And why not? Some estimates suggest that a regulated, legal pot market would be worth billions of dollars a year to provincial coffers. A fraction of that sum might just offset the cost of caring for ailing tobacco smokers (who indulge in a far more deleterious habit than do recreational users of marijuana).

On the other hand, should N.B. Liquor pioneer this customer innovation, it will have to spend a few dimes reproducing its in-store posters:

“Nice mustache, but if you don’t look 30 years old, no spliff for you.”

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One columnist’s excellent adventure

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I always knew I left the employ of the Globe and Mail too soon. Now, I have real evidence that my failure to become a national columnist of weight, gravitas and fulsome wordiness has robbed me of the opportunity to obtain contact highs in the rocky mountains of Colorado.

There, we find the Globe’s Margaret Wente, provocateur-cum-commentator extraordinaire, hanging with some producers of perfectly legal pot, (“In the Weeds”, May 16, 2015).

God, what an assignment!

Give a Russian sailor a bottle of vodka, a credit card and tell him that downtown Halifax in the springtime is his for the plundering, and. . .well, that’s just about the only circumstance that beats what dear, old MW recently encountered in Denver, which is, by the way, “magical at dawn.”

I’ll bet it is, but do go own Ms. Wente: “Along the western horizon, the snow-capped mountains are bathed in pink from the glow of the rising sun. The sky is turning purest blue. The air is crisp and clear, and you can see forever. What a great place to get stoned.”

She goes on (and on, and on, and on. . .hey, is that my hand in front of my face, or just another snow-capped mountain?): “In Colorado, recreational marijuana was legalized on Jan. 1, 2014. Denver now has more pot stores than it has Starbucks. Anyone over the age of 21 can walk into a store and choose from hundreds of varieties of flowers, nibbles, marijuana-infused drinks, oils, ointments and pain patches, as well as a growing array of wax and other supercharged hard-core products. There’s even a sex lube for women, which promises to deliver the most mind-blowing experience of your life.”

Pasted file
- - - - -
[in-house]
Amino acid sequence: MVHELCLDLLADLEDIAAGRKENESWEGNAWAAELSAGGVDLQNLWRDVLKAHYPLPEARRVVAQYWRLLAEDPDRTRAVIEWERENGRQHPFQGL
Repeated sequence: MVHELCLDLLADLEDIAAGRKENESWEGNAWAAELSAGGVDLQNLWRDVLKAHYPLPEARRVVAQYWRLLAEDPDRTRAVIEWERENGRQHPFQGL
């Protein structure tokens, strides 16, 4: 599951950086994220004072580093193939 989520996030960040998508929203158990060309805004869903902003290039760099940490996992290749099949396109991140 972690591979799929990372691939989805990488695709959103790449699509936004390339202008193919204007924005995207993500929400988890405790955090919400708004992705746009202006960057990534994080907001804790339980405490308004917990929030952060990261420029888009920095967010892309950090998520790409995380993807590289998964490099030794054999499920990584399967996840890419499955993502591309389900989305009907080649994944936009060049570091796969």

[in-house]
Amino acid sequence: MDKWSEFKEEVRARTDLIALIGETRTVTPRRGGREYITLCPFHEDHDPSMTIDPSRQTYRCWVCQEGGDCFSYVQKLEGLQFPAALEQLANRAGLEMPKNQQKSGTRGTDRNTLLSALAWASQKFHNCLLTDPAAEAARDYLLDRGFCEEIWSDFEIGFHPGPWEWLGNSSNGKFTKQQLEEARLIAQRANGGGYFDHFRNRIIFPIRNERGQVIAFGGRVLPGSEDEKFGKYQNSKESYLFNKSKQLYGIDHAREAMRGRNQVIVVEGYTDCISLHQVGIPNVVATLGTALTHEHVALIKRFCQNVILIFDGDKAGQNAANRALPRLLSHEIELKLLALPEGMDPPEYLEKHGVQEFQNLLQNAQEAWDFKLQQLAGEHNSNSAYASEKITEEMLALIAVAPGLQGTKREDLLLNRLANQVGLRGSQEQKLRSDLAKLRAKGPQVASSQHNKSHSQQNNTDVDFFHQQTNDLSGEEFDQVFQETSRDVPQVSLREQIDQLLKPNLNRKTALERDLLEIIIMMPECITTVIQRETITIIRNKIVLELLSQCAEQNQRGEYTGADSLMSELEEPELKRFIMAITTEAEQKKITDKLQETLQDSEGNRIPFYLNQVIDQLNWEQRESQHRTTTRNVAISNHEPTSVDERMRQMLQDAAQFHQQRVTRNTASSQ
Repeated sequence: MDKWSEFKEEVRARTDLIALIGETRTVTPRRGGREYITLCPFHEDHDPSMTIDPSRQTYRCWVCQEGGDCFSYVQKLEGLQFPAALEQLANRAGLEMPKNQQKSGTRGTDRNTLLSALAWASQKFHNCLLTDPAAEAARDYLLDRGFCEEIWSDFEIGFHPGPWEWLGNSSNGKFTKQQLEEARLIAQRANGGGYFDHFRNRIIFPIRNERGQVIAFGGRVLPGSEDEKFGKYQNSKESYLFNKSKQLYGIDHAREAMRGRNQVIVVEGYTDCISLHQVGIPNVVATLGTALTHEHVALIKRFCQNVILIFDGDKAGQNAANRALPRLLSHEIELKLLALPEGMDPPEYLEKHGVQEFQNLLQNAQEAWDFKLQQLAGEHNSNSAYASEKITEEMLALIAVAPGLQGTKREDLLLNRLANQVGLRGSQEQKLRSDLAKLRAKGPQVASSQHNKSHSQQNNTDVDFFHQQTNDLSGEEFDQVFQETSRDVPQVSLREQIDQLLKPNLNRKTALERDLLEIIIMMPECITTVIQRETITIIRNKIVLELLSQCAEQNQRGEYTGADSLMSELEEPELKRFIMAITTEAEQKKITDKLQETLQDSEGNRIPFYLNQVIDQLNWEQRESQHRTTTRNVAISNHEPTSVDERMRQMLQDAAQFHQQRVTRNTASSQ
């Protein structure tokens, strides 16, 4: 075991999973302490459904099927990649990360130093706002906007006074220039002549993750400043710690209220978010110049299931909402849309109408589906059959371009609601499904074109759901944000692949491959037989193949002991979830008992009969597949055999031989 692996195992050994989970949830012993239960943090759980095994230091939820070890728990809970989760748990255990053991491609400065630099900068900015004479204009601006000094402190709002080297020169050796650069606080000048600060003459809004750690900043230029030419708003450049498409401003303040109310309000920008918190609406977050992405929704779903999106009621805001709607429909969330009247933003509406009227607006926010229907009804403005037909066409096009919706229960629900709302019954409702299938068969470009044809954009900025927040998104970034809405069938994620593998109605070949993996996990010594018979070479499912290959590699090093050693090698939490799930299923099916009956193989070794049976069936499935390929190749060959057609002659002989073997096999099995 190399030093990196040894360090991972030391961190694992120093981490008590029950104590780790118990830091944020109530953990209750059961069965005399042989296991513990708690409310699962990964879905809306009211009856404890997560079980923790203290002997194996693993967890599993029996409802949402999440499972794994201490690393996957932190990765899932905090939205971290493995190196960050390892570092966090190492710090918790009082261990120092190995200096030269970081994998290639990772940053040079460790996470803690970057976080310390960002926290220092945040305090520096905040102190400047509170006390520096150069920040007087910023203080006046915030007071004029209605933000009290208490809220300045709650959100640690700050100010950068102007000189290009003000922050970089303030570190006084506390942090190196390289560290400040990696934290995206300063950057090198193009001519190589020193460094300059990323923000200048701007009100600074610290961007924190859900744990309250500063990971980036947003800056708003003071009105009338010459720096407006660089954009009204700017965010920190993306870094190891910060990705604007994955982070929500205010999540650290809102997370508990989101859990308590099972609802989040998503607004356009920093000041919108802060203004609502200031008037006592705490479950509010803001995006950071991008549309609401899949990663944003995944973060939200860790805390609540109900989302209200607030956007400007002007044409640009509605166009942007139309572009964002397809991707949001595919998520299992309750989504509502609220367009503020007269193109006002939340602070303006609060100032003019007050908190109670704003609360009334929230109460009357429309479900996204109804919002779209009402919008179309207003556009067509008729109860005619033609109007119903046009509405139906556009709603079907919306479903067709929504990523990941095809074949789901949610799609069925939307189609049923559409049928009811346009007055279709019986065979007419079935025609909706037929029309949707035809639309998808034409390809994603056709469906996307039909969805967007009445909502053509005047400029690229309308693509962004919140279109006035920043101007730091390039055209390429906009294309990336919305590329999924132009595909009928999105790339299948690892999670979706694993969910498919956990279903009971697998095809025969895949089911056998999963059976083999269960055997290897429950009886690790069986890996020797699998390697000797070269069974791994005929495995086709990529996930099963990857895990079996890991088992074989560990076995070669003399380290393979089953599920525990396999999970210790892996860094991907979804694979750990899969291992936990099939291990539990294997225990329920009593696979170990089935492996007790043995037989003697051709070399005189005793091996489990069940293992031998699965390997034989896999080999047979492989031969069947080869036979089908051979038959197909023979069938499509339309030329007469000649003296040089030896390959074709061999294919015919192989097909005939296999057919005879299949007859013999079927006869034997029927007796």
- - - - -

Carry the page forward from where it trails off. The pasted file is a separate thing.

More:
Okay. . .too much information even for the stoners among us. Still, I get her point. She’s having fun “researching” this business. More power to her.

Except, of course, until recently, Ms. Wente belonged to a strident cohort of Canadian commentators who adamantly refused to accept the logic propounded by sociologists, psychologists, several important lawmakers (both former and current) and almost every cop who ever ran a beat.

For years, they have insisted that decriminalizing marijuana, regulating it as a controlled substance, would save millions of dollars in tax-funded law-enforcement costs and just about as many kids from underserved, breathtakingly damaging incarceration courtesy of the state.

Here’s what The Times of Israel (no friend of progressive social policies) said just the other day: “Signalling a possible shift in attitude towards the recreational use of marijuana, police chief Yohanan Danino called for the government to reassess its current policies in light of growing calls from lawmakers and the public against prohibition of the drug.”